Weinberger and Brown Nov. 2021
Faculty-student collaboration leads to “Sci-tea,” a bridge from scholarly research directly to practitioners and individuals
Nov 03, 2021, by Staff Writer

SMITHFIELD, RI – Bryant Psychology Professor Nanci Weinberger and Ryan L. Brown ‘17, a Doctoral candidate in Health Psychology and Behavioral Medicine at Rice University, have teamed up to create Sci-tea, a series of video conversations that creates a bridge between behavioral science researchers and multidisciplinary practitioners and policymakers with common interests.

What started out as a faculty-student mentoring relationship at Bryant University in 2014 has grown into to a full partnership between accomplished peers who are making valuable contributions and a big difference in their field.

“Collectively, the conversations demonstrate that the value of research extends far beyond publication.”

Sharing knowledge in this collaborative way allows practitioners to more easily access emerging research and best practices that will directly benefit those they seek to help. “Collectively, the conversations demonstrate that the value of research extends far beyond publication,” notes Weinberger.

“The research we do shouldn’t just sit on a virtual shelf waiting for someone to find it,” says Weinberger, a Developmental Psychologist who has published research in a number of respected journals. “It should be brought to people who can more directly benefit. We’ve wanted to do something like this for a long time, and it’s rewarding to see it finally coming to fruition.”

Sci-tea premiered September 13 with the talk, “Sci-tea Gets Curious: Staying excited about behavioral science through conversation.” Other topics include getting kids excited about STEM, childhood exposure to violence, and healing through fun at “Serious Fun Network camp.”

Coming up on Nov. 19, the program will feature “Sci-tea Thinks Risky: Individual differences and risk assessment” with Heather Lacey, Ph.D., Bryant University Professor of Psychology and expert on judgement and decision making; and Hayley Bottino, a 2017 Bryant Psychology major, who earned an M.S. in human genetics and genetics counseling, and now works as a genetic counselor at Loma Linda University Health.

"Our practitioner guests have contributed so much valuable information and perspective that we may miss when just reading what is captured in academic journals."

Brown, who earned a Bryant Bachelor’s Degree in Applied Psychology in 2017, is also the creator of Ryan’s Science, a cross-platform science communication outlet that fosters curiosity and excitement around scientific research. Sci-Tea is the latest addition to the Ryan’s Science platform. All Sci-tea conversations are available wherever you listen to podcasts and more information about each episode can be found at https://www.ryanlinnbrown.com/sci-tea.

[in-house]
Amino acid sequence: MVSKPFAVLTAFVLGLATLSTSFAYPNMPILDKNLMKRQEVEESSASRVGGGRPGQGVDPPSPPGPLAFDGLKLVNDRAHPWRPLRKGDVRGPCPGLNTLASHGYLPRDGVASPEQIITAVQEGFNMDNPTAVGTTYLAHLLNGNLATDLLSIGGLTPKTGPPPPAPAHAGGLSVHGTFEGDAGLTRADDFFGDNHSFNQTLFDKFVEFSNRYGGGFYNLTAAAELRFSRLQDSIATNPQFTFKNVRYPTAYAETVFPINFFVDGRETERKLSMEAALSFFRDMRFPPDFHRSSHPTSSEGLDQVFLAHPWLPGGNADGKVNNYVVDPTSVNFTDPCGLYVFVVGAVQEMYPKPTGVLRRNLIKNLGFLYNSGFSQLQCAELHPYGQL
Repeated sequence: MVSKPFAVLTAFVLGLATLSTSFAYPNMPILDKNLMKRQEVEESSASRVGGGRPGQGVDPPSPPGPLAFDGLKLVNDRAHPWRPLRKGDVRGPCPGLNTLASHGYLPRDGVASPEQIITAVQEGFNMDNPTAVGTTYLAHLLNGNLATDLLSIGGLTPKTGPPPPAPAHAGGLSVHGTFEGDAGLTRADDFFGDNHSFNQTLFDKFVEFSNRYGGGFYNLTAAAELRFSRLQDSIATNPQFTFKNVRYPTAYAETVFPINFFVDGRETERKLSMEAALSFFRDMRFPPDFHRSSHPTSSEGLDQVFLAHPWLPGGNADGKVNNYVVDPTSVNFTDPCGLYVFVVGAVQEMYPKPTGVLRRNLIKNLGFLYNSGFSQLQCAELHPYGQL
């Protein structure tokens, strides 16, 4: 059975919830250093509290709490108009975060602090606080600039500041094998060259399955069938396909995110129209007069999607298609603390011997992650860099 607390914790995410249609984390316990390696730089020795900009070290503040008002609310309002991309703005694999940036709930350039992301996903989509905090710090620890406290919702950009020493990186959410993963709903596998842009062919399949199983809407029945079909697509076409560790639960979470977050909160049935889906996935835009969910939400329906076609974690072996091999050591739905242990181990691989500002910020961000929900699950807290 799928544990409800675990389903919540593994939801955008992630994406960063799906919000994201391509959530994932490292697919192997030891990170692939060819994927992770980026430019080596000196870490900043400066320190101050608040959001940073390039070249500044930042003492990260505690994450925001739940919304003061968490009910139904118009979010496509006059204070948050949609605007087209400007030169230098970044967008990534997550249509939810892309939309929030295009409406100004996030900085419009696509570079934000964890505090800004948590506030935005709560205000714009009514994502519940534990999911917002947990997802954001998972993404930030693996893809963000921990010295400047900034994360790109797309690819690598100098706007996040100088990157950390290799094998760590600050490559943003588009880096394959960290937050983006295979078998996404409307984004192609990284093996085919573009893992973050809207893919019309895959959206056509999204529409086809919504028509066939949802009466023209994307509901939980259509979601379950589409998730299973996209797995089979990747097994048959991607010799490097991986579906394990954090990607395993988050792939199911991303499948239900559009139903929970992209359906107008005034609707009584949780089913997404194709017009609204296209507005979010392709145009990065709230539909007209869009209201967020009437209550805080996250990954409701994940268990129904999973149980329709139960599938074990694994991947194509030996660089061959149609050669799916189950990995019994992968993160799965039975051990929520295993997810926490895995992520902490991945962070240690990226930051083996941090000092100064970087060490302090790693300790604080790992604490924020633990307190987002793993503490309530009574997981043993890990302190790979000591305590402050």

“We are excited to bring together behavioral scientists, and practitioners to explore research and its potential to impact individuals, families, and communities,” says Brown. “Our practitioner guests have contributed so much valuable information and perspective that we may miss when just reading what is captured in academic journals. We appreciate the opportunity to learn from each of our guests and are pleased to provide greater access to help amplify both the academic research and lived experiences of professionals in various fields related to behavioral science.”

This type of collaboration on research and real-world problem solving is a hallmark of the Bryant educational experience.

Weinberger and Brown began collaborating when Brown joined the Psychology department as a research assistant in her second year at Bryant. She collaborated with Weinberger and several other faculty members on research that was published in the Journal of Interior Design (special healthcare issue) in 2017. Weinberger and Brown have continued to work together and have published research in the Psi Chi Journal of Psychological Research.

This type of collaboration on research and real-world problem solving is a hallmark of the Bryant educational experience.

About the Psychology program at Bryant University

Students who study psychology develop a strong foundation in psychological theory, then build upon that foundation through experiential applications such as day-to-day fieldwork, student/faculty-led research opportunities, and internships.

Bryant’s Psychology major emphasizes practical applications in all kinds of fields, including clinical settings, sports, legal systems, education, business, health promotion, decision-making, testing, and the environment. Students also may choose to pursue a concentration or a minor.

Read More

Related Stories